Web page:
What I didn’t want to do is go to Ikea, Pottery Barn or somewhere similar and buy a house’s worth of furniture. I knew it would not be the best use of resources in any sense of the word. If I did move within a year, I’d have things that I could sell at a reasonable percentage of what I paid for them, and if I stayed, I’d have pretty decent things that I hadn’t paid an arm and a leg for.

Slowly, over the course of a year, I found pieces I liked, starting with an almost brand new Ethan Allan sofa that someone who lived in a smaller row-house than mine, couldn’t fit through their front door. imageThis is the sofa that I ended up making a slip-cover for… a year after I learned how to sew! That’s Connor in front.image

Then I found an old steel barrister’s book case, and decided it was the perfect place to put my sweaters. image

An old dresser from my mother’s house, and an inexpensive mirror from a yard sale were what I needed to fill a corner.image

When I think about the things in my house now, very few of the furnishings are brand new. image

I like being surrounded by the stories of the items that I collect – after all, you’re really not going to have a story to tell about going to CB2… I can’t imagine living in a brand new house, surrounded by all new furniture. Or even having a new dog! But that’s probably because of the way I was brought up, and that’s my sensibility. What’s yours?

January 22, 2018

Shanghai Tang

When I had the Financial Times delivered on Saturday mornings, one of the things I loved reading was Sir David Tang’s Agony Uncle column. It was snarky, funny, intelligent and insightful. I also knew Sir David from his late, lamented shop, an outpost of which was in New York, called Shanghai Tang. It, along with Takashmaya, were two places I always visited in NYC.image

Sadly, Sir David died at age 63 last summer, and next week, Christie’s in London is auctioning off his possessions. Although there are fewer than 300 lots, their diversity represents Sir David’s broad world view and creativity, shown in his shops and restaurants. He was a well-known collector, and this auction features everything from artworks by Tracey Emin and Noel Coward, to fine china, furniture, and gorgeous pieces from Sir David’s quirky wardrobe.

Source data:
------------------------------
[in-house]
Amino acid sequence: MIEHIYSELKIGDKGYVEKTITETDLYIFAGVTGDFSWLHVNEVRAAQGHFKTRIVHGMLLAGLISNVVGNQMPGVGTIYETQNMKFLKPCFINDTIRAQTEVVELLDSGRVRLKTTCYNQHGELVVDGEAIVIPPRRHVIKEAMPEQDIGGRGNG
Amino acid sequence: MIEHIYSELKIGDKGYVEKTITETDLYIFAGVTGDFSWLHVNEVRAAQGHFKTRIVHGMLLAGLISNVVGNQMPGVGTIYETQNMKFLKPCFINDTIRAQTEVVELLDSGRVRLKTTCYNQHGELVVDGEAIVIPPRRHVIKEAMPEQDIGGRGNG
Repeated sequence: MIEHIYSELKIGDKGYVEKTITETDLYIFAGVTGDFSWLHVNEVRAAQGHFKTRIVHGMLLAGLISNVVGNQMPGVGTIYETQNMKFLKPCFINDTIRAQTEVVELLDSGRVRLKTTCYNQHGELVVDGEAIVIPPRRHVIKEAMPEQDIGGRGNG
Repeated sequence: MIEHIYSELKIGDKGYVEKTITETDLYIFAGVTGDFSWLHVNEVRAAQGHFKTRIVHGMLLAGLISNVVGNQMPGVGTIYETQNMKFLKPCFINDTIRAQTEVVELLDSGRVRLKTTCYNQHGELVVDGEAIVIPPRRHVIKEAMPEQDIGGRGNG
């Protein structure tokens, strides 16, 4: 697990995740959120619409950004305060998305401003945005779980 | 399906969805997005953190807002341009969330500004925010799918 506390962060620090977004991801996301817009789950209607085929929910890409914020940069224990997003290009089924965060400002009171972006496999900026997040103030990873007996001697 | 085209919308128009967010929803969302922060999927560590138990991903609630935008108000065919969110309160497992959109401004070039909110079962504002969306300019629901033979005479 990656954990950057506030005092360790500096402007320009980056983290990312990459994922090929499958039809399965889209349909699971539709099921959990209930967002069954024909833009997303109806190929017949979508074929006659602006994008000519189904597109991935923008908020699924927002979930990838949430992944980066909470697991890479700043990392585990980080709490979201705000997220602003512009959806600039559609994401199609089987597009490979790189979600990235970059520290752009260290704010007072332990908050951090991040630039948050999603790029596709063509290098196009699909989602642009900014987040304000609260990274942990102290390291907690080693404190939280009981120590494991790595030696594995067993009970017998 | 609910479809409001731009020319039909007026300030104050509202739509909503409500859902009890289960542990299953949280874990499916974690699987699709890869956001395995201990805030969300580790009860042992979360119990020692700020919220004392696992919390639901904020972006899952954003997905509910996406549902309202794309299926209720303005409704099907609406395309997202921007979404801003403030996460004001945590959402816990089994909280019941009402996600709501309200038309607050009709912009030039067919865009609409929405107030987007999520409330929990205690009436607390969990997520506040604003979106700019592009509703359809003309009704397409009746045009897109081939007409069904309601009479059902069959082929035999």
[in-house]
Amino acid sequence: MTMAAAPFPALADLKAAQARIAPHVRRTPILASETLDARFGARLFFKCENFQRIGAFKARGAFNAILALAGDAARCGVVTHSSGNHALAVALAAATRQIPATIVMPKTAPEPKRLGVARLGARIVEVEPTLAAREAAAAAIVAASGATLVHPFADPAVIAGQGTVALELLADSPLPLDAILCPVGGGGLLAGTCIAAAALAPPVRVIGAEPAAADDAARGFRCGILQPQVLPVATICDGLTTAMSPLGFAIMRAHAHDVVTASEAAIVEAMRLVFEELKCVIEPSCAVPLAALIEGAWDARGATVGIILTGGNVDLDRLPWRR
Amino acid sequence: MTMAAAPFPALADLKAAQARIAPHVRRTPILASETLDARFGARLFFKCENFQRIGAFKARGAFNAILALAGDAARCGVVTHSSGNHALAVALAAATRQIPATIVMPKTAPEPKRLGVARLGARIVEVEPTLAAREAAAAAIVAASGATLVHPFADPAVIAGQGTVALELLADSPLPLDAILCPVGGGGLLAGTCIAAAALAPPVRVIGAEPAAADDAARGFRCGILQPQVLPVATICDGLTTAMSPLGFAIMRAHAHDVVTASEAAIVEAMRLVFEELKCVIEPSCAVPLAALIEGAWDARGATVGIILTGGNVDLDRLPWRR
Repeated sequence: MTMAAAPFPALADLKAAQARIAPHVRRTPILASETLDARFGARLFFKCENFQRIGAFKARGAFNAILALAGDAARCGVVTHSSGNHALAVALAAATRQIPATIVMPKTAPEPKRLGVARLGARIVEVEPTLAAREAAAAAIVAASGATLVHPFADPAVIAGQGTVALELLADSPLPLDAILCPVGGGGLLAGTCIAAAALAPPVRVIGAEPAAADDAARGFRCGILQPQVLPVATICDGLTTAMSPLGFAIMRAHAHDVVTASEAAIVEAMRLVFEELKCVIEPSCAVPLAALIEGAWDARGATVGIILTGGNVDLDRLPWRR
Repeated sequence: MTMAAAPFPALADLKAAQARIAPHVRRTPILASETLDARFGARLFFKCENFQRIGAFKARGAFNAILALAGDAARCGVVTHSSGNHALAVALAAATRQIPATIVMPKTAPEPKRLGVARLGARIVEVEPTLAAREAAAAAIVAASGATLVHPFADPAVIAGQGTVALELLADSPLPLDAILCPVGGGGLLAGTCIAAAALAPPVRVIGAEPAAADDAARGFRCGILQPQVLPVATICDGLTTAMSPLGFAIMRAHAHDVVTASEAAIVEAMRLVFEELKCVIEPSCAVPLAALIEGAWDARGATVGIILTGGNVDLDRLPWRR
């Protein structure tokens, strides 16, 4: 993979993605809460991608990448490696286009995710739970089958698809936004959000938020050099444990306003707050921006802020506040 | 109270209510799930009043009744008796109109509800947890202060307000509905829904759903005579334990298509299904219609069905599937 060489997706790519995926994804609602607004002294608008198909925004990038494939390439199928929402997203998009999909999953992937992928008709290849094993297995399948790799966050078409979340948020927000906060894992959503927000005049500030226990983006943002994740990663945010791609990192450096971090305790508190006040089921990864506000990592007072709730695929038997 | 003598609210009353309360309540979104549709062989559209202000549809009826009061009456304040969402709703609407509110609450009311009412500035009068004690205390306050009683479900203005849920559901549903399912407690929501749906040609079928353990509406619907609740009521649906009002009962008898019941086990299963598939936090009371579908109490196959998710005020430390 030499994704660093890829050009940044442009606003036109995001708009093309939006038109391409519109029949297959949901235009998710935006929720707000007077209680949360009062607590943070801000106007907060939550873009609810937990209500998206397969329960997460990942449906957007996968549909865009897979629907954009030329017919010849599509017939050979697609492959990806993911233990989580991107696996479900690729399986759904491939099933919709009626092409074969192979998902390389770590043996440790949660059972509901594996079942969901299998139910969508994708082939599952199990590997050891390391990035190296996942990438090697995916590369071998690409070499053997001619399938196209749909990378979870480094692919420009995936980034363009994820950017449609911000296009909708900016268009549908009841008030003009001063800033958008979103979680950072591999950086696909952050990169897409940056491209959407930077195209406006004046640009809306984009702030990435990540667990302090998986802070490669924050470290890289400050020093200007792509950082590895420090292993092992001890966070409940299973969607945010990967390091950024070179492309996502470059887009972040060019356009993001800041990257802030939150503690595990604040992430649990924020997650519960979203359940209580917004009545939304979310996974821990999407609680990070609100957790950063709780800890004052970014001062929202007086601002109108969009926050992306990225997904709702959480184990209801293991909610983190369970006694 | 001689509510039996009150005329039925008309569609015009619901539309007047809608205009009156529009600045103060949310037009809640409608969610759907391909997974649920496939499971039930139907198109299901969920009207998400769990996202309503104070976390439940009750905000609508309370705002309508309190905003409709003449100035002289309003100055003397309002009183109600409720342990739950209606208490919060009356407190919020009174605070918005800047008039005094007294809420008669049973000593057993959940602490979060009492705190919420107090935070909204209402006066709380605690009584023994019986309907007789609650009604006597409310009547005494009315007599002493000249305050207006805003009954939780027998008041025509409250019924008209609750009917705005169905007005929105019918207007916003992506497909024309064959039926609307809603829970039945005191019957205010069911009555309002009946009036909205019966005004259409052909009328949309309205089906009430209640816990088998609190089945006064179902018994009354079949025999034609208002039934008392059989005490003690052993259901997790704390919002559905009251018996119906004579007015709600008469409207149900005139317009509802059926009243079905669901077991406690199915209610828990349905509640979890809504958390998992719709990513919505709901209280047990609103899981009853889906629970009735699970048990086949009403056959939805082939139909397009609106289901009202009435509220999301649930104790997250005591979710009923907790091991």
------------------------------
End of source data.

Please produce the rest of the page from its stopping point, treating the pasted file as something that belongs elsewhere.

Here are a few of my favourites.

Who doesn’t want an 87 inch leather Chesterfield sofa? image

Or this George, III Mahogany Exercise Chair. Apparently the cushions are spring, so maybe you bounce?image

Cartier silver-gilt pill box with Prince of Wales Feathersimage

Nothing says Victorian excess like a silver egg timer by Garrard.image

Lots and lots of luggage in one lot. Starting bid is just $1300!image

Wonderful picture frames.image

Diagonal Cartier watch. image

Tracey Emin piece on a linen napkin. Not a big fan of hers, but I actually like this one.image

Set of 20 silvered Louis XV chairs with green velvet. LOVE these!image

Sketch of David Bowie by Adrian George for the Sunday Timesimage

Partial set of china decorated with a gilt 'LZ' monogram for Luftschiff Zeppelinimage

You can view the entire catalogue here, and there are loads of fun things on offer!